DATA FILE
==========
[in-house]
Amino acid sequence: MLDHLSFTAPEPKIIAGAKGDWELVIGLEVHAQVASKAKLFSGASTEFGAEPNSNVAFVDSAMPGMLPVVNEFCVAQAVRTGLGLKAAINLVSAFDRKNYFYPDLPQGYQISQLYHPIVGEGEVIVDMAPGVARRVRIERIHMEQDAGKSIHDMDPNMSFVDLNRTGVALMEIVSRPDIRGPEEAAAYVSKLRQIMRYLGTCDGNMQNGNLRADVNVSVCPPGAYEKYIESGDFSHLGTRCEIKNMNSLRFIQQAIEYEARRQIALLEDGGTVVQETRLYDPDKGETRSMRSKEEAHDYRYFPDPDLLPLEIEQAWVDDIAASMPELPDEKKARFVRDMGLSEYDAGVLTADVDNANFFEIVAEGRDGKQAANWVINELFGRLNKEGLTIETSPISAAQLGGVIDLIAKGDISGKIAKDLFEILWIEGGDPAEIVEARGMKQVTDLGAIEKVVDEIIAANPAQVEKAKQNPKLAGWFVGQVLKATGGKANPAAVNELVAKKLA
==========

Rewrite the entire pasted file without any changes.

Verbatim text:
[in-house]
Amino acid sequence: MLDHLSFTAPEPKIIAGAKGDWELVIGLEVHAQVASKAKLFSGASTEFGAEPNSNVAFVDSAMPGMLPVVNEFCVAQAVRTGLGLKAAINLVSAFDRKNYFYPDLPQGYQISQLYHPIVGEGEVIVDMAPGVARRVRIERIHMEQDAGKSIHDMDPNMSFVDLNRTGVALMEIVSRPDIRGPEEAAAYVSKLRQIMRYLGTCDGNMQNGNLRADVNVSVCPPGAYEKYIESGDFSHLGTRCEIKNMNSLRFIQQAIEYEARRQIALLEDGGTVVQETRLYDPDKGETRSMRSKEEAHDYRYFPDPDLLPLEIEQAWVDDIAASMPELPDEKKARFVRDMGLSEYDAGVLTADVDNANFFEIVAEGRDGKQAANWVINELFGRLNKEGLTIETSPISAAQLGGVIDLIAKGDISGKIAKDLFEILWIEGGDPAEIVEARGMKQVTDLGAIEKVVDEIIAANPAQVEKAKQNPKLAGWFVGQVLKATGGKANPAAVNELVAKKLA